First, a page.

ANDERSON — Five years ago, the number of reported cases of acute hepatitis C in Madison County was so low, local health officials didn't have to report the results to the Indiana State Department of Health.
But the emerging — and still growing — opioid crisis, accompanied by young people injecting drugs, has changed all that.
Nationally, from 2010 through 2016, the number of reported cases of hepatitis C increased from 850 to 2,967, according to the Centers for Disease Control and Prevention.
By 2017, Madison County ranked second in the state for new reported cases of hepatitis C, said Rebecca Sanders, infectious disease coordinator for the Madison County Health Department.
"The increase in acute HCV case reports reflects new infections associated with rising rates of injection-drug use, and, to a lesser extent, improved case detection," the CDC said in a recent report. "Several early investigations of newly acquired HCV infections reveal that most occur among young, white persons who inject drugs and live in non-urban areas."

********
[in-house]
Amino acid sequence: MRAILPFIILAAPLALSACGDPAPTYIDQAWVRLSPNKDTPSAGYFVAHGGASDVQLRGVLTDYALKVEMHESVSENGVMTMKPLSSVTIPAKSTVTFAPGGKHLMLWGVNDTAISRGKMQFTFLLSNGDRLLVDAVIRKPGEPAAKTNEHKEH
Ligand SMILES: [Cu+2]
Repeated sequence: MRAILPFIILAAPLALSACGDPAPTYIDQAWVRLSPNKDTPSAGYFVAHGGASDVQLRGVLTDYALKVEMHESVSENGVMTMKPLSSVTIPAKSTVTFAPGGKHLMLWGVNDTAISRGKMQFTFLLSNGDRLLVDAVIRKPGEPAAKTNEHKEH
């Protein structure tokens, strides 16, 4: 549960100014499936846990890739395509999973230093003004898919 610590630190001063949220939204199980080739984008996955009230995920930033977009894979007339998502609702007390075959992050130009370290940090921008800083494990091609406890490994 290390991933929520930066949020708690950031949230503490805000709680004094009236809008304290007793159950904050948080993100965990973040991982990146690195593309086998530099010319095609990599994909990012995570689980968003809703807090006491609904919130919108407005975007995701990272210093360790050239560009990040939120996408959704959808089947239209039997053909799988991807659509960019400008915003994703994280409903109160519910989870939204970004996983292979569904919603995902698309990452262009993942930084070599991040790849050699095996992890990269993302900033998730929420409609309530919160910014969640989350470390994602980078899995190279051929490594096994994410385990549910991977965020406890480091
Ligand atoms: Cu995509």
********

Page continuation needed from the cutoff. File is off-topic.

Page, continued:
In layman's terms, that means young people are sharing dirty needles to shoot up heroin and other illegal drugs, which is how the disease is transmitted from person to person. Because they fear arrest for revealing their drug use, the actual number of new hepatitis C cases is far higher — 13.9 times higher, according to CDC calculations.
By that measure, the number hepatitis C cases reported in 2016 may actually be an estimated 41,200, and the 10 new cases reported in Madison County in 2017, may be closer to 140.
"All it takes is one person to infect an entire network of people," said Sanders, who directs a staff of employees who try and locate intravenous drug users and anyone they may have shared a needle with.
For Madison County Sheriff Scott Mellinger, who raised the issue of increased hepatitis C cases and AIDS and HIV cases at a meeting of the Madison County Mental Health Coalition, an effective set of county programs in response to the drug epidemic can't come soon enough.
He estimates at least 80 percent of inmates housed at the Madison County Jail — the majority of whom have not yet been convicted of any crime yet — have been arrested on drug-related charges.
County taxpayers, he said on Friday, are the ones paying the cost of housing inmates and treating health issues related to drug use.
"We still haven't made a dent in the number of people who use drugs," in Madison County, he said.